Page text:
Sainsbury’s ditches multi-buy promotions
UK supermarket chain Sainsbury’s has fast-tracked its programme to remove multi-buy promotions on food, instead lowering regular prices on everyday items.
The retailer has been gradually removing multi-buys from its stores over two years and has sped-up the project in recent months due to customer appetite for simpler, clearer prices.
Sainsbury’s decision to replace multi-buys with lower regular prices is in response to changing shopping habits with customers shopping more frequently, often buying fewer items. Careful management of household budgets, a growing awareness of the cost of food waste and more health-conscious living have also driven a trend away from multiple product purchasing towards more single item purchasing.
Sainsbury’s Food Commercial Director, Paul Mills-Hicks, said: “We’ve worked hard to phase out multi-buys as quickly as we could because our customers tell us they value choice and a simpler shopping experience. It’s very interesting to see people experimenting with new products and pack sizes now that they are not tied in to multi-buys.
“It’s clear that shoppers are enjoying the freedom to make decisions about what they buy based on what they need, rather than what’s on offer. Customers are also telling us that ultimately they’re saving money because they’re wasting less and only buying what they need.
“Our pricing strategy is all about ensuring we are well placed to give our customers what they want, when they want it. Multi-buys are out of step with changing shopping habits and we call on other retailers to follow our lead to remove multi-buys, making shopping easier for customers and food waste easier to manage.”
The supermarket is also experimenting a one-hour delivery service called Chop Chop, offering London customers within three kilometres of the trial Wandsworth store the chance to have up to 20 items delivered to them for £4.99.
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SAS: Improving the British Army’s decision making with data
SAS’ long-standing relationship with the British Army is built on mutual respect and grounded by a reciprocal understanding of each others’ capabilities, strengths, and weaknesses. Roderick Crawford, VP and Country GM for SAS UKI, states that the company’s thorough grasp of the defence sector makes it an ideal partner for the Army as it undergoes its own digital transformation.
“Major General Jon Cole told us that he wanted to enable better, faster decision-making in order to improve operational efficiency,” he explains. Therefore, SAS’ task was to help the British Army realise the “significant potential” of data through the use of artificial intelligence (AI) to automate tasks and conduct complex analysis.
In 2020, the Army invested in the SAS ‘Viya platform’ as an overture to embarking on its new digital roadmap. The goal was to deliver a new way of working that enabled agility, flexibility, faster deployment, and reduced risk and cost: “SAS put a commercial framework in place to free the Army of limits in terms of their access to our tech capabilities.”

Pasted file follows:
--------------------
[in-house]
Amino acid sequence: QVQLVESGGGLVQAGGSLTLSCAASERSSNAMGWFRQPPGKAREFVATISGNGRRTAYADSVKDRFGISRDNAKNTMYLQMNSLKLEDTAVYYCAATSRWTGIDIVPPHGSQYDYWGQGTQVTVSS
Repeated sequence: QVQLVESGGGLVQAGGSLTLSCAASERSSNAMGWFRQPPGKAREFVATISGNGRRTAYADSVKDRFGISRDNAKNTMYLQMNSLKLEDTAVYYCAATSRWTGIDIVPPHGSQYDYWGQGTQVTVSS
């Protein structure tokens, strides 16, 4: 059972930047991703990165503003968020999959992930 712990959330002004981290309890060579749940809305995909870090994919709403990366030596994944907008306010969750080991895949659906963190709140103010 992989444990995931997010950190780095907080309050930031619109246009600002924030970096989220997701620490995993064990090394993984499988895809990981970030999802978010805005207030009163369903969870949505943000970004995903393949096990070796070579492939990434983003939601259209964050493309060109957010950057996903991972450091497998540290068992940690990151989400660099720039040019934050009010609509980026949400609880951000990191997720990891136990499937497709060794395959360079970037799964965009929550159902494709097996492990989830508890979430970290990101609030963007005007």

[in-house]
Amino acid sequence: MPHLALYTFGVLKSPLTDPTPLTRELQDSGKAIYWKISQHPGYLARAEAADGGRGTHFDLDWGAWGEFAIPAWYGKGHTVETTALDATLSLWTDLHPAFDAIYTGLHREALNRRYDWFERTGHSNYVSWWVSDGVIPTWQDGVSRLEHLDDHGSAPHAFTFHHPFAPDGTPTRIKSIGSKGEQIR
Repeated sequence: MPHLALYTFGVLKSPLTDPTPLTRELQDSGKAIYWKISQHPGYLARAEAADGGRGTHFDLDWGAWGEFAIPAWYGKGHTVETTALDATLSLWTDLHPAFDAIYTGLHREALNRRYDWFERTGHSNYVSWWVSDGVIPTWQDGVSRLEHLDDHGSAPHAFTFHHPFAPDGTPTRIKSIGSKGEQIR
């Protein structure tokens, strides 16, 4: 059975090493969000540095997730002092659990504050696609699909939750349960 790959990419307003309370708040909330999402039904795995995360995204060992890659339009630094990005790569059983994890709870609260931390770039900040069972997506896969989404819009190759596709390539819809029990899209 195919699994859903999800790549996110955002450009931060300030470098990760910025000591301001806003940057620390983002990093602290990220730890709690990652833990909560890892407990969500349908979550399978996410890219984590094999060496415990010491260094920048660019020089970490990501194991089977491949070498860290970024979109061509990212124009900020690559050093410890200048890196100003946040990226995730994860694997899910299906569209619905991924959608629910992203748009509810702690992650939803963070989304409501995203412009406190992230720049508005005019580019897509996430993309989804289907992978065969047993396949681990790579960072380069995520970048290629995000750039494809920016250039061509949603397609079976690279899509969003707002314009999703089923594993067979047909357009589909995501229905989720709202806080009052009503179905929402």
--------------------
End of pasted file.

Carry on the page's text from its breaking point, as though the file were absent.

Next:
Doing so was important not just in terms of facilitating faster innovation but also, in Crawford’s words, to “connect the unconnected.” This means structuring data in a simultaneously secure and accessible manner for all skill levels, from analysts to data engineers and military commanders. The result is that analytics and decision-making that drives innovation and increases collaboration.
Crawford also highlights the importance of the SAS platform’s open nature, “General Cole was very clear that the Army wanted a way to work with other data and analytics tools such as Python. We allow them to do that, but with improved governance and faster delivery capabilities.”
SAS realises that collaboration is at the heart of a strong partnership and has been closely developing a long-term roadmap with the Army. “Although we're separate organisations, we come together to work effectively as one,” says Crawford. “Companies usually find it very easy to partner with SAS because we're a very open, honest, and people-based business by nature.”
With digital technology itself changing with great regularity, it’s safe to imagine that SAS’ own relationship with the Army will become even closer and more diverse. As SAS assists it in enhancing its operational readiness and providing its commanders with a secure view of key data points, Crawford is certain that the company will have a continually valuable role to play.
“As warfare moves into what we might call ‘the grey-zone’, the need to understand, decide, and act on complex information streams and diverse sources has never been more important. AI, computer vision and natural language processing are technologies that we hope to exploit over the next three to five years in conjunction with the Army.”
Fundamentally, data analytics is a tool for gaining valuable insights and expediting the delivery of outcomes. The goal of the two parties’ partnership, concludes Crawford, will be to reach the point where both access to data and decision-making can be performed qualitatively and in real-time.
“SAS is absolutely delighted to have this relationship with the British Army, and across the MOD. It’s a great privilege to be part of the armed forces covenant.”